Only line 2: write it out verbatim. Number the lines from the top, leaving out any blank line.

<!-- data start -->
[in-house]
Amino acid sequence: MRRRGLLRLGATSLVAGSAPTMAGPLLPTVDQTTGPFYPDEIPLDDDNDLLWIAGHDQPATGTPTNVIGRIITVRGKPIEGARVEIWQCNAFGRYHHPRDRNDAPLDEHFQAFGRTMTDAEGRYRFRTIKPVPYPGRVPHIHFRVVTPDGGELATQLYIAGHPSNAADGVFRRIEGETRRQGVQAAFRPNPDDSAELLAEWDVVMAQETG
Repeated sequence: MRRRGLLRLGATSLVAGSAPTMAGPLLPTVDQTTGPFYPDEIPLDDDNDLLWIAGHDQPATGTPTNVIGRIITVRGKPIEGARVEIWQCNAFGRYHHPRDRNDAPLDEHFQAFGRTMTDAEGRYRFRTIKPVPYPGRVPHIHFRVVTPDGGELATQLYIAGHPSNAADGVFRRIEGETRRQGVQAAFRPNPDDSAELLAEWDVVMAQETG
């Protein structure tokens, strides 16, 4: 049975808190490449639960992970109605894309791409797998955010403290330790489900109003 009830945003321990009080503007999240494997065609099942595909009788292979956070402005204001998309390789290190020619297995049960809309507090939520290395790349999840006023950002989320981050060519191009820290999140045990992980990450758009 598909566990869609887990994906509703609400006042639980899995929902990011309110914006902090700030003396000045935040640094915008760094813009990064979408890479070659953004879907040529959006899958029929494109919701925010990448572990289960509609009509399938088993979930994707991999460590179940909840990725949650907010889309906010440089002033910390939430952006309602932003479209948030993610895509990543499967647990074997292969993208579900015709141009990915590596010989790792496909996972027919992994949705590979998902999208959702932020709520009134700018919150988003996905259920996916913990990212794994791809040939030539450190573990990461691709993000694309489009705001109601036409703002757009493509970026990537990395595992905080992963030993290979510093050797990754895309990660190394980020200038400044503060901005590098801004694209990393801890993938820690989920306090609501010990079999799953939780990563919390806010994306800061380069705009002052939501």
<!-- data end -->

Amino acid sequence: MRRRGLLRLGATSLVAGSAPTMAGPLLPTVDQTTGPFYPDEIPLDDDNDLLWIAGHDQPATGTPTNVIGRIITVRGKPIEGARVEIWQCNAFGRYHHPRDRNDAPLDEHFQAFGRTMTDAEGRYRFRTIKPVPYPGRVPHIHFRVVTPDGGELATQLYIAGHPSNAADGVFRRIEGETRRQGVQAAFRPNPDDSAELLAEWDVVMAQETG